NY refuses to loosen up strict medical marijuana rules – Syracuse.com

Syracuse, N.Y. — The state has refused to loosen up its stringent medical marijuana rules that prohibit the drug from being smoked and only allow it to be used to treat 10 medical conditions.
The state Health Department has issued final regulations after receiving hundreds of comments from the public. The state expects to get its medical marijuana program off the ground next year.
“Expanding the initial set of regulations would have subjected the State to unnecessary scrutiny and jeopardized the program’s ability to move forward in any meaningful manner,” the health department said.
The health department said the final regulations ” … strike the required balance by implementing a strong and effective medical marijuana program in New York State.”
Commenters asked the state to expand the list of conditions that can be treated with marijuana. The conditions listed in the regulations include: cancer, HIV/AIDS, Lou Gehrig’s disease, Parkinson’s disease, multiple sclerosis, spinal cord damage, epilepsy, inflammatory bowel disorder, neuropathies and Huntington’s disease.
The health department said the regulations give the state’s health commissioner the authority to expand those conditions in the future.
Commenters also suggested the state allow more organizations to grow and dispense marijuana. Under the regulations, the state will issue licenses to five organizations that will grow and dispense marijuana. The state said additional organizations may be added in the future as needed.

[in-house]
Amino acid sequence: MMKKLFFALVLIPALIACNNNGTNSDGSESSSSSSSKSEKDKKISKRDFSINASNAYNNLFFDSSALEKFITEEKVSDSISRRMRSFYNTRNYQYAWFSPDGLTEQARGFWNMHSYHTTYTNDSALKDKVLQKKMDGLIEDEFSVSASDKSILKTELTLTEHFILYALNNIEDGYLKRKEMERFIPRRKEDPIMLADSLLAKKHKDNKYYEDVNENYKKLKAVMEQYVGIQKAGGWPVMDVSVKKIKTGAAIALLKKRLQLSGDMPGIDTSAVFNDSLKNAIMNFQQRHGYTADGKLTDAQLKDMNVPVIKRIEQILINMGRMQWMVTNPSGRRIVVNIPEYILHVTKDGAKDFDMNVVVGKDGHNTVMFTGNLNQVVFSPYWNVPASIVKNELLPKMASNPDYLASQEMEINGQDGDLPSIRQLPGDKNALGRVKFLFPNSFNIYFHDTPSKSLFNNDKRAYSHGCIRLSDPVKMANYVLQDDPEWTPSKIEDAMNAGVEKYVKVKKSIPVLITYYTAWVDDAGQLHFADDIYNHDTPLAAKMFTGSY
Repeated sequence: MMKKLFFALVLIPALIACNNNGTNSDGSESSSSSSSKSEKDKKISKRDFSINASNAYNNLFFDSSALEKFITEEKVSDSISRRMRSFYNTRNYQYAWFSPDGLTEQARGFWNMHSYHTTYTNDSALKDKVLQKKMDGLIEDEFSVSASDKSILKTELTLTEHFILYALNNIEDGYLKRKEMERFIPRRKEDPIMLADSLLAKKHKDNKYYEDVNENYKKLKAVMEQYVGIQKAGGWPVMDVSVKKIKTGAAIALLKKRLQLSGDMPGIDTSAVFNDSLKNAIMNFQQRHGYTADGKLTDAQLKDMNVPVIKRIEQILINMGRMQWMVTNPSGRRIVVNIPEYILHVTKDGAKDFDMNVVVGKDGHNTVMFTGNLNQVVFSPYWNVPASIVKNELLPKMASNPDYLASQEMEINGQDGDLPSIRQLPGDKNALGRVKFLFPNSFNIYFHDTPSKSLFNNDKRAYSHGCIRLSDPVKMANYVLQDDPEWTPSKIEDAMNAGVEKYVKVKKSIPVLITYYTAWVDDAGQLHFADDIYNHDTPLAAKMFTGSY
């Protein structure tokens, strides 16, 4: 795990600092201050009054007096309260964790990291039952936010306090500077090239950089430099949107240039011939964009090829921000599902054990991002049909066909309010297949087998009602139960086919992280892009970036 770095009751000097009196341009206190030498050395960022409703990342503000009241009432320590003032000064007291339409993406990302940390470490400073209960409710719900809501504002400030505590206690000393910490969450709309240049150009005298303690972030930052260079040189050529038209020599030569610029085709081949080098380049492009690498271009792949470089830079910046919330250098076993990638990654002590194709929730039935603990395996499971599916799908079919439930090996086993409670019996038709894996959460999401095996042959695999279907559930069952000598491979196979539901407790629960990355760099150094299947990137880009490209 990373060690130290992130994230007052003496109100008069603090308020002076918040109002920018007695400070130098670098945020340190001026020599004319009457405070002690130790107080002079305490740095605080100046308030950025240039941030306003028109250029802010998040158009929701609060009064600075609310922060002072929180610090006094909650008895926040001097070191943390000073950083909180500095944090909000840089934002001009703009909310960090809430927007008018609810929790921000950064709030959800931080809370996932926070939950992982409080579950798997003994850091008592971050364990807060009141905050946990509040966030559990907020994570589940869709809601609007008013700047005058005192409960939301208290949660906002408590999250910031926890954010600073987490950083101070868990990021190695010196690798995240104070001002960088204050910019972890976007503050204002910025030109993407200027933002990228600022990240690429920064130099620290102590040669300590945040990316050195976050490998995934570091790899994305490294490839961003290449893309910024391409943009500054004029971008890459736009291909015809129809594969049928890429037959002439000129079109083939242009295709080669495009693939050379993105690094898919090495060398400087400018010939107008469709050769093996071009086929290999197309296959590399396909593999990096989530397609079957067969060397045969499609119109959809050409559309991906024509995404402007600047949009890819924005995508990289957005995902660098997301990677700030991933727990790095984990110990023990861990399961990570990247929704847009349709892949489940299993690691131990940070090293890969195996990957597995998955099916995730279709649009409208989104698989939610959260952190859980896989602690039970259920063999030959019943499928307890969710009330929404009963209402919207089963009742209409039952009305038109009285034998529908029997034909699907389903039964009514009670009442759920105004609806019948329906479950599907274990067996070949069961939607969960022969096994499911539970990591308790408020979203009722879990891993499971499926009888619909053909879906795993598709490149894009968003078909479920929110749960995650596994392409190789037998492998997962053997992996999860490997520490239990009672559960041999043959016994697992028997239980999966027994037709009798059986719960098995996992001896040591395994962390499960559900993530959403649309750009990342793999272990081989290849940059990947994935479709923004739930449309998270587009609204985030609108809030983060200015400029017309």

The state has not started accepting applications yet from organizations that want to produce marijuana in New York. The health department said it will publish information soon on its website about the application process.
Commenters also expressed concerns about the affordability of medical marijuana for low income patients and a provision in the regulations that requires the state health commissioner to set prices for the drug.
The state said the regulations prohibit distribution of free medical marijuana products, but allow the health commissioner to make exceptions which could includea charity program offered by a registered organization.
Contact James T. Mulder anytime: Email | Twitter | 315-470-2245

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